Golf course deal needs third party look, say 2 Watertown lawmakers
WATERTOWN, New York (WWNY) - Two members of Watertown City Council believe an independent third party should look at the city’s recent $3.4 million deal to buy the former Watertown Golf Club, now called Thompson Park Golf Course.
It comes after comments made by council member Cliff Olney - comments that brought several questions from the interim city attorney.
“This is something that should be looked into by a third party,” said council member Sarah Compo Pierce.
She voiced her opinion after things Olney said at Monday night’s meeting.
Olney and interim City Attorney Todd Bullard began to discuss the deal when Olney said he was in contact with former course owner Mike Lundy and Ives Hill Country Club owner PJ Simao before a formal contract was signed.
“To me, that would sound like some sort of extortion, would it not,” asked Compo Pierce.
She went on to say Olney’s comments are concerning and may need to be looked at by state Attorney General Letitia James.
“At the very least, those items should have been disclosed and he should have recused himself,” said Compo Pierce.
Mayor Jeff Smith agrees that the deal should get a second look.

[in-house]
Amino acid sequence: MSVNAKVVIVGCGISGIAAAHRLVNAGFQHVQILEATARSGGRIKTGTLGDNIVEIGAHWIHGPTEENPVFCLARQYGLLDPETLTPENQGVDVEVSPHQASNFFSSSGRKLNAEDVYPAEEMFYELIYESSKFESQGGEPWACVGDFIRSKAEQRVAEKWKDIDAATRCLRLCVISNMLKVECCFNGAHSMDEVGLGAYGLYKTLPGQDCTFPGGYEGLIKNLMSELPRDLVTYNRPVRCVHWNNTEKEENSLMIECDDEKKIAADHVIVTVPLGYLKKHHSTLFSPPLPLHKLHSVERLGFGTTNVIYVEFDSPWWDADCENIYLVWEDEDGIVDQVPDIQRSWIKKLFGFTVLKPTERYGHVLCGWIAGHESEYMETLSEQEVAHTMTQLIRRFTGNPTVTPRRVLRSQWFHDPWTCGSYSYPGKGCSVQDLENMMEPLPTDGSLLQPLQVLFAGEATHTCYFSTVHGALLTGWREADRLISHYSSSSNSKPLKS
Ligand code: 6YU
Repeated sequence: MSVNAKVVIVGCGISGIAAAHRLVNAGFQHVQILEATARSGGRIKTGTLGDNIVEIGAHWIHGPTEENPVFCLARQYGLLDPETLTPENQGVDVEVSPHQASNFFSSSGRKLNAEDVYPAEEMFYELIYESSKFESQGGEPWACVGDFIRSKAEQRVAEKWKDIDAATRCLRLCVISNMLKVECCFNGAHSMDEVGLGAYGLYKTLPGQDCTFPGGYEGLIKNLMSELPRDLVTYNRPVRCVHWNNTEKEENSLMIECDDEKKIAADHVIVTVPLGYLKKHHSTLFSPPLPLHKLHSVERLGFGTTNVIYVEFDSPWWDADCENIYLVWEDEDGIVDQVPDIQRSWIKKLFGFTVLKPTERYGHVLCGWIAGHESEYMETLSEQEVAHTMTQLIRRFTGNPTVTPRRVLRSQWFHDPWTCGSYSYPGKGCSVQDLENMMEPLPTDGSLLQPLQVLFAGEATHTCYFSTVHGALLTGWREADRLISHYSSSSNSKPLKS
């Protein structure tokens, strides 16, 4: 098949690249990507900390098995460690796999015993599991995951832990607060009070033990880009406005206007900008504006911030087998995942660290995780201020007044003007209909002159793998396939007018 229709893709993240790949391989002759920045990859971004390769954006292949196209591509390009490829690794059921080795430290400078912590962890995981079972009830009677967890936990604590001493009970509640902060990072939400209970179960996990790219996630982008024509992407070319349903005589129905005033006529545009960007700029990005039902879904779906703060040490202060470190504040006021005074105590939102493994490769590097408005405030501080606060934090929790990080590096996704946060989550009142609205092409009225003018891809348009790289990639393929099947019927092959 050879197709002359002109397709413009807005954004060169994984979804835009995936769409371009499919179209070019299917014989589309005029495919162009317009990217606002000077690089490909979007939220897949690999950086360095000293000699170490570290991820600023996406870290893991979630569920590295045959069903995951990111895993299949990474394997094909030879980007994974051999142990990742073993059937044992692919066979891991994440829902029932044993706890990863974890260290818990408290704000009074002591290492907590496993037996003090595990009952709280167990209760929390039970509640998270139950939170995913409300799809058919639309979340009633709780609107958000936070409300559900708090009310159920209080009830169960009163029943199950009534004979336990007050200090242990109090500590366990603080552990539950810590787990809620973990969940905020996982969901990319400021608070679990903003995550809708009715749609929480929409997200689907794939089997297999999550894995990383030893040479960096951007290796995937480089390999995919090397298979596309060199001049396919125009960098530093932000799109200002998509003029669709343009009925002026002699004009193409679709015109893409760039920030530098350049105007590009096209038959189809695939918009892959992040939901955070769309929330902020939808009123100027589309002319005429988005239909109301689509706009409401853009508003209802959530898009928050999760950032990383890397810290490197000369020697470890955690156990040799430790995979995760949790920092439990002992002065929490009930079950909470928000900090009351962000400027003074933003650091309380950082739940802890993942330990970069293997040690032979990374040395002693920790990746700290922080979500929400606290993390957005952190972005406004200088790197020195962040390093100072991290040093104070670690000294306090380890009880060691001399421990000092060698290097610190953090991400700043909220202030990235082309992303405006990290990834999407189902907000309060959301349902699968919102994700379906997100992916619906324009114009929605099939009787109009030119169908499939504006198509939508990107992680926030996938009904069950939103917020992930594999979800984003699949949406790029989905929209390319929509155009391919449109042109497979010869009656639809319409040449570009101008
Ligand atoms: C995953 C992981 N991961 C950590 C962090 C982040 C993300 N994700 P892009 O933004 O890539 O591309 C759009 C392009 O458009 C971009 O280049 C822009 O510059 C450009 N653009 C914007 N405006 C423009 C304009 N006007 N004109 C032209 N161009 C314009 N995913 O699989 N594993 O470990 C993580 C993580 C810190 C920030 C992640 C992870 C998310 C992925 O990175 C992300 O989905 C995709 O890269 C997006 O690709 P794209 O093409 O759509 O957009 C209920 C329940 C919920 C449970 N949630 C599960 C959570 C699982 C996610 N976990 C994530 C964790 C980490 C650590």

“It never hurts to have sunshine on something and a third party take a look at it,” he said.
When asked on Tuesday about his comments, Olney says although he has known Simao for many years, no formal discussions were ever had before the deal was put in place.
He also says Lundy had put forth interest to the city in selling the club before they met.
“I don’t know where anyone would get the idea that in any way I would consider what the 2 developers’ needs were before I decided what was in the best interest of the city,” said Olney.
Bullard asked Olney if he said yes to the deal because he was worried about potential lawsuits. Olney responded that a notice of claim from former owner Lundy over a patch of land that was once used as golf club parking made him curious about the idea.
That notice of claim was against the city and named Olney as well as council member Lisa Ruggiero. Doing the golf course deal kept that legal matter from moving forward.
“It was a choice between getting something for the residents and getting nothing because we decided to allow them to sue us and pay out legal expenses for defending a lawsuit,” said Olney.
Bullard says the idea of “extortion” is premature but his office will be taking a second look.
“I do want to look at the tape and what he stated because you know some of that I think could be analyzed and you have to put it into a larger context of this overall golf course transaction,” he said.
Bullard also admits it’s too early to say if someone like Attorney General Letitia James would need to get involved.
He says much of what was discussed was new information he hadn’t known and wants to take a deeper dive before making any further comment.
PJ Simao said he never had a conversation about the golf course deal with Olney, and that the details of the deal that was ultimately done were first talked about in an August 31st meeting with city leaders.
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